In the REC’s survey of employers, respondents rated how important temporary workers are to their businesses for a number of reasons:

  • 78% said they were important for meeting seasonal peaks in demand
  • 67% said they were important for covering leave or absences
  • 57% recognised the importance of temporary workers in responding to growth as new customers are won
  • 49% valued temporary workers for providing them with short-term access to key strategic skills.

With persistent skills shortages, declining candidate availability, and the majority of employers having little or no spare workforce capacity, temporary workers form part of the effective staffing strategies that enable the UK economy to thrive.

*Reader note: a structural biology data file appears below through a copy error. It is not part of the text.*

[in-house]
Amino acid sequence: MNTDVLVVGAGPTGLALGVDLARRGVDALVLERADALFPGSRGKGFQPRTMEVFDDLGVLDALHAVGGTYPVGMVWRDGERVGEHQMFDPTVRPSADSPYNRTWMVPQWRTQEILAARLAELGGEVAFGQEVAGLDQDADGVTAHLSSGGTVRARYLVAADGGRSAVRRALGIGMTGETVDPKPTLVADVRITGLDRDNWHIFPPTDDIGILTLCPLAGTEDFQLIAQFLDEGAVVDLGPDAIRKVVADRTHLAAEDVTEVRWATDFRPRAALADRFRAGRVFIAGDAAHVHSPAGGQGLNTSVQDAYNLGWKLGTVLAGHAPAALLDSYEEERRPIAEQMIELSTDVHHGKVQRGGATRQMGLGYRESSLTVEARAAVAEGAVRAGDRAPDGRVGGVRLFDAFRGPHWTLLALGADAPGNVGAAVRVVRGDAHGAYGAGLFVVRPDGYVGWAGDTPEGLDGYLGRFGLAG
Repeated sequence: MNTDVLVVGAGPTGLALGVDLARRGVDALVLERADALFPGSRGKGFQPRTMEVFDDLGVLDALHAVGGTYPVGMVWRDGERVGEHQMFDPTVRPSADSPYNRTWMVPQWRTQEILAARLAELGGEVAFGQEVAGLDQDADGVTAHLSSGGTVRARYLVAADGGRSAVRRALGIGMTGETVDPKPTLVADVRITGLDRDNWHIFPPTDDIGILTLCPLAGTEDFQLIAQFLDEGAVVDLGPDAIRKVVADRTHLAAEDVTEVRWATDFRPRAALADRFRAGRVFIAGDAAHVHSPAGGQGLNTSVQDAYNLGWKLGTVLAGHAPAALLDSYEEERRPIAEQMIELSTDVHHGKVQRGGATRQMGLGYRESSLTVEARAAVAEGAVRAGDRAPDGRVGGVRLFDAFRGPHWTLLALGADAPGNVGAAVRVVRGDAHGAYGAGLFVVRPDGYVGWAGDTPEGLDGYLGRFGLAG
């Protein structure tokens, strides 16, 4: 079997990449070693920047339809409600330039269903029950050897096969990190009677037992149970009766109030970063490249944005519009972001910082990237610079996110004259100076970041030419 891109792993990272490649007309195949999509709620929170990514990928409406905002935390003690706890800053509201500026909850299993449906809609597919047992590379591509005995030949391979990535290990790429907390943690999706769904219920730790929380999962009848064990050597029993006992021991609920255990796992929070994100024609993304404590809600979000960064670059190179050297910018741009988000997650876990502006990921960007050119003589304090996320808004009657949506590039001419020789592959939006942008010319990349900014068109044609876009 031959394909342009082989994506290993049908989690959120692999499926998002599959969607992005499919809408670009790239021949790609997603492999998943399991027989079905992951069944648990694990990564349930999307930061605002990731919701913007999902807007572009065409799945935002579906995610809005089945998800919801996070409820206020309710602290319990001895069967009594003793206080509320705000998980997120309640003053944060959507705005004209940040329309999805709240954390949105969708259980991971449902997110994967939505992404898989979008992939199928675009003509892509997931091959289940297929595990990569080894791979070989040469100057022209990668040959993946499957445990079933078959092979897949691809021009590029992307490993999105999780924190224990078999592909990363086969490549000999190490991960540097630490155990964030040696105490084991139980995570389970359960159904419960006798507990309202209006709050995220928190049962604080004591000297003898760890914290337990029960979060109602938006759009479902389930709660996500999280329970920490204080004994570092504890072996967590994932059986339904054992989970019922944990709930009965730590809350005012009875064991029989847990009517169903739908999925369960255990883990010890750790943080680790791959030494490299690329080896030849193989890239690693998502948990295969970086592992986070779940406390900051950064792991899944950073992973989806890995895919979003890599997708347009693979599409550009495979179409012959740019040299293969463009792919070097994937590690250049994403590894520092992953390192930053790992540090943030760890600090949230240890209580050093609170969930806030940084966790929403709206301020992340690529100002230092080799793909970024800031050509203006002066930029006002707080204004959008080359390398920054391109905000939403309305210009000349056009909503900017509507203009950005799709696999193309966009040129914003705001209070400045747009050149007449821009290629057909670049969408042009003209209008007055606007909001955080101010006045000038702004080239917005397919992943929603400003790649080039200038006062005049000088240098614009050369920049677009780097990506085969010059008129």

So how do recruiters ensure the benefits are felt?

In any organisation, managing the flexible labour force is equally as important as managing permanent staff. It is imperative that individuals have a positive choice in the way they work, are aware of their rights and have confidence that regulations are being effectively enforced.  

Employers and recruiters have a responsibility to contribute to workers’ sense of wellbeing by actively promoting inclusion in the workplace and showing appreciation of their efforts.

And offering training is important. While not all temporary work is low-skilled or low-paid, a lack of opportunities to learn and develop new skills is the single biggest factor in limiting career progression for those at the lower end of the scale.